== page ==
Every opera company needs Carmen as the “C” to complete the “A” (Aida) and the “B” (La Bohème) of the essential repertory; this season our local forces are providing the full complement. Do not mistake that out of hand, however, as the stamp of good health. The current Carmen at the Music Center is the company’s third try, and they haven’t gotten it right yet.
The problems go back to the opera’s early days, to Bizet’s original sizzling opéra comique with its abrasive orchestration and the spoken dialogue between musical numbers that moved the action furiously forward. Bizet died soon after the 1875 premiere, and tampering hands got to work on the score, slowing the action with sung instead of spoken dialogue, diluting the genius of the original with lesser hackwork. This became the “standard” Carmen, so identified in all the press handouts. Everybody knows that Bizet’s original is by far stronger, but the “standard” version has become so ingrained that singers and conductors are too lazy to learn the better score. Francesco Rosi’s marvelous film, with Plácido Domingo and Julia Migenes-Johnson, now on DVD, preserves this original version.
Like its previous attempts in 1992 and 1998, the Los Angeles Opera’s new Carmen is defeated at the start by its espousal of the corrupt “standard” version, further weakened by the nothing-much conducting of Domingo on opening night, by the work of three of the four principal cast members that ranged from negligible to deplorable, and by a production that clogged the visual receptors even as the music offended the ears. (Two casts of principals are being fielded during the 12 performances, and two conductors. I’ll check out the B-team and report, if there’s anything worth reporting. How’s that for heroism beyond the call?)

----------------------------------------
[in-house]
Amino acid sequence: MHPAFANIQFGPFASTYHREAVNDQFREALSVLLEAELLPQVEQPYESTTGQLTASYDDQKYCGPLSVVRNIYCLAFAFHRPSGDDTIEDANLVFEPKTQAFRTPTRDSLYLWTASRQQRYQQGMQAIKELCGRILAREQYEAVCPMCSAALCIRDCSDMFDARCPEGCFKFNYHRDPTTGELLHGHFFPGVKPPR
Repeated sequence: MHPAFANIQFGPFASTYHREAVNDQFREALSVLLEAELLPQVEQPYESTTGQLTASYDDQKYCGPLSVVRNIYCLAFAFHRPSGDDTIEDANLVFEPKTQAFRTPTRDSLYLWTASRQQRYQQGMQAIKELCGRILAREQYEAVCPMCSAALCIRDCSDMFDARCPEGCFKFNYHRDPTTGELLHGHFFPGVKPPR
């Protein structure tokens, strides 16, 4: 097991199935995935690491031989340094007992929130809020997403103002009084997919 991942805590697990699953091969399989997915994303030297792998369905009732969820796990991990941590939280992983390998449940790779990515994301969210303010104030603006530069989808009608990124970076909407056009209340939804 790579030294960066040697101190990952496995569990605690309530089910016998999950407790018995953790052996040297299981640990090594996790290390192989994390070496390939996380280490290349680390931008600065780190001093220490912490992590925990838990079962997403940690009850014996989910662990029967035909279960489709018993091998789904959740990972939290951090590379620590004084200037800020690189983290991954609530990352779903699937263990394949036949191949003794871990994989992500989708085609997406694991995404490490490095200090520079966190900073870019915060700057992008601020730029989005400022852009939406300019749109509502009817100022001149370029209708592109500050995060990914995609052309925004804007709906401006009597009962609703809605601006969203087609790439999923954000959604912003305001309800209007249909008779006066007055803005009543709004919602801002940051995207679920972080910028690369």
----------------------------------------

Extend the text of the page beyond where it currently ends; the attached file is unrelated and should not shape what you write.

Milena Kitic is the A-team Carmen, Belgrade-born, currently residing in Pasadena, active in local opera. She sings prettily, but without much in the chest. Worse, for a woman of her slender and attractive build, her stage movements are without slink: a Carmen behaving like a Micaela. That latter part – my nomination for opera’s most unnecessary role even under optimum conditions – was sung by Carmen Giannattasio with the requisite forgettable, pale sweetness. From the yawps and howls of Richard Leech’s Don José there were no surprises: a tenor never more than second-rate-utility at the height of his career, now in decline from even that sad state. Only the larruping Escamillo of the ever-reliable Erwin Schrott produced something like a spark of life.
To its great credit, and our no-less-great edification, the Philharmonic’s current “Silenced Voices” program uncovers a segment in musical history virtually unknown and certainly undervalued: two generations of Central European music, mostly but not entirely by Jewish composers, deemed unacceptable by Nazi artistic standards and thus removed from circulation. Some of it, of course, survived with its composers who were able to emigrate – Korngold, Weill, Zemlinsky; much of it did not, vanishing as its composers perished in Hitler’s gas ovens. Absent this music, we lack a whole strand of 20th-century musical history parallel to the development of atonality and neoclassicism.